You can help ease your cat’s transition to a baby in the home. By: Josh Ward

9 Ways to Prepare Your Cat for a New Baby

Welcoming a new baby into the home is a joyful time for parents, but it can also be confusing and stressful for your cat — who may not welcome the change to “normal” routine.

Here are some steps you can take to make things less traumatic for your pet.

1. Sounds and Smells

Help your cat to adjust to the changing situation via the sounds and smells that will be commonplace once the baby arrives.

Try using baby lotion and CDs of baby-related sounds. Rewards can be used to encourage positive associations with the introductions.

2. Schedule Changes

Cats are creatures of habit, and the chaos of a baby could easily leave your cat feeling hugely distressed and anxious.

Gradually adjusting to the schedule that will be in place once the baby arrives will help your cat feel more comfortable and give him more chances to adapt to the changes that will inevitably happen.

3. Playtime Frequency

In the run-up to the birth, you may be tempted to lavish your cat with attention and affection to compensate for the baby’s arrival. But in doing so, you risk causing further confusion and stress when this doesn’t continue after the baby comes home.

Instead, use the pregnancy period to gradually move playtime to times that will still be feasible so your cat won’t feel pushed out in favor of the baby.

4. Litter Box Blues

Try to strike a good balance when deciding where to place your cat’s litter box. It should be in a spot that will not be within reach for the baby — but at the same time, it shouldn’t be in a place that your cat is too reluctant to use.

5. Spay or Neuter

If your cat has not already been spayed or neutered, this would be a good time to have it done. As well as offering health benefits, spaying/neutering would likely make your cat calmer and less inclined to act aggressively.

6. Baby Room Barriers

Will your cat be banned from the baby’s room? A robust barrier such as a safety gate will prevent access without shutting your cat out altogether. He will still be able to see, hear and smell the baby without being able to interact.

7. Crib Access

If you don’t plan to prevent access to the baby’s room, you may be worried that your cat will try to sleep in the baby’s crib. Discourage this from the start by attaching double-sided sticky tape to the edges so that your cat is not so keen to access the crib. This will create a negative association with the crib.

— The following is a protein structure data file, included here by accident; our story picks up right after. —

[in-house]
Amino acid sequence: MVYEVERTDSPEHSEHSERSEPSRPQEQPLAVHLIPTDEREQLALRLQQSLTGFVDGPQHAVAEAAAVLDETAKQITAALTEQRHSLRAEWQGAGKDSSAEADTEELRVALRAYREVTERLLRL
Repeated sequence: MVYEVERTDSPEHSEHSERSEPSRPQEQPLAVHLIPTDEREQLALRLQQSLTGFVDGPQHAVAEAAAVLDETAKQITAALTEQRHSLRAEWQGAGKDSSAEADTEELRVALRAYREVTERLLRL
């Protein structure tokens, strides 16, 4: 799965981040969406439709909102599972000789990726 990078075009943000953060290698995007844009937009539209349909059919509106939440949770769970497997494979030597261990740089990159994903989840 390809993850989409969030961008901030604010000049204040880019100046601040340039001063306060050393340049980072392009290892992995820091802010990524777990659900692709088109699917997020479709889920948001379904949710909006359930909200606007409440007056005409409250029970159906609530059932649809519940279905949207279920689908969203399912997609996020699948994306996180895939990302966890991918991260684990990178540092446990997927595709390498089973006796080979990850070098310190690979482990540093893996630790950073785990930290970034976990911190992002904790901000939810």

8. Refuge Room

If you are expecting to receive guests after the baby comes home, set up a quiet room where your cat can seek sanctuary. This also be where your cat goes to get away from the baby if things become overwhelming. The room should contain food, water, a litter tray and a comfortable sleeping area.

Check in with your cat regularly while this room is being used and offer treats and affection. If he doesn’t want to come out, don’t force the issue — wait until he feels comfortable enough to venture out.

9. Escape Tower

Set up “perches” that your cat can use to escape from the baby. This can be as simple as cat trees or scratching posts with platforms. These should be suitably out of reach for a toddler in preparation for the baby learning to crawl.

* * *

Award-winning cat behaviors writer T.J. Banks contributed to this article on myths about cats and babies.

Gayle Hickman

View posts by Gayle Hickman
Gayle Hickman has been researching and writing about pet behaviors since 2011. In addition to Petful, her articles have appeared on Reader's Digest, Yahoo Shine and WebVet, to name a few.

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  1. Raymond LEcuyer
    September 14, 2014

    Cats ” DO ” Steal a babies breath ! .You are WRONG , WRONG ,WRONG ! .I have seen it myself ! .it is NOT a myth !

    1. Michi
      September 23, 2014


      1. Raymond LEcuyer
        September 26, 2014

        Troll ? ,what sense does that make ,, just schooling people about cats , they DO ‘ intentionally kill babies ! . This may be what S.I.D.S. is ,,a cat all along ! .I know, I know ,you are a cat lover but Again , I witnessed It

        1. NoLemmings
          October 3, 2014

          What are your credentials? I run a rescue organization for felines. Have cared for over 100 at one time and have worked with hundreds of families WITH cats that have taken in many cats. Have dealt with organizations that research and study felines from around the world. Assuming something resembling what you assert did actually occur, I can assure you it was not the cat “stealing a babies breath”. The cat may have been comfortably lying close to the baby at worst. In any event, post the article to the News story on this event. I call nonsense. I suspect you suffer from Ailurophobia or have other motives for making such a post especially given the CAPS and exclamations. That or your post is a misguided attempt at humor.
          You probably also claim that ALL pit bulls are deadly and evil.
          Find another hobby. You fail even as an Internet Troll.

          1. Raymond LEcuyer
            October 4, 2014

            I don’t need credentials , I seen it ! there was NO mistake . I snuck to the bedroom door to check on my napping infant son and looking thru the cracked door I saw the cat sitting on my sleeping babies chest with it nose and mouth aligned almost against my sons nose and mouth ,the cat was perfectly still and to my horror I could see the cats chest expanding and contracting very rapidly ! the cat was stealing his breath ! .it wasn’t to cuddle and it wasn’t for milk ! it was trying to kill him ! ,,Please,it is NOT an old wives tale ,its true ,,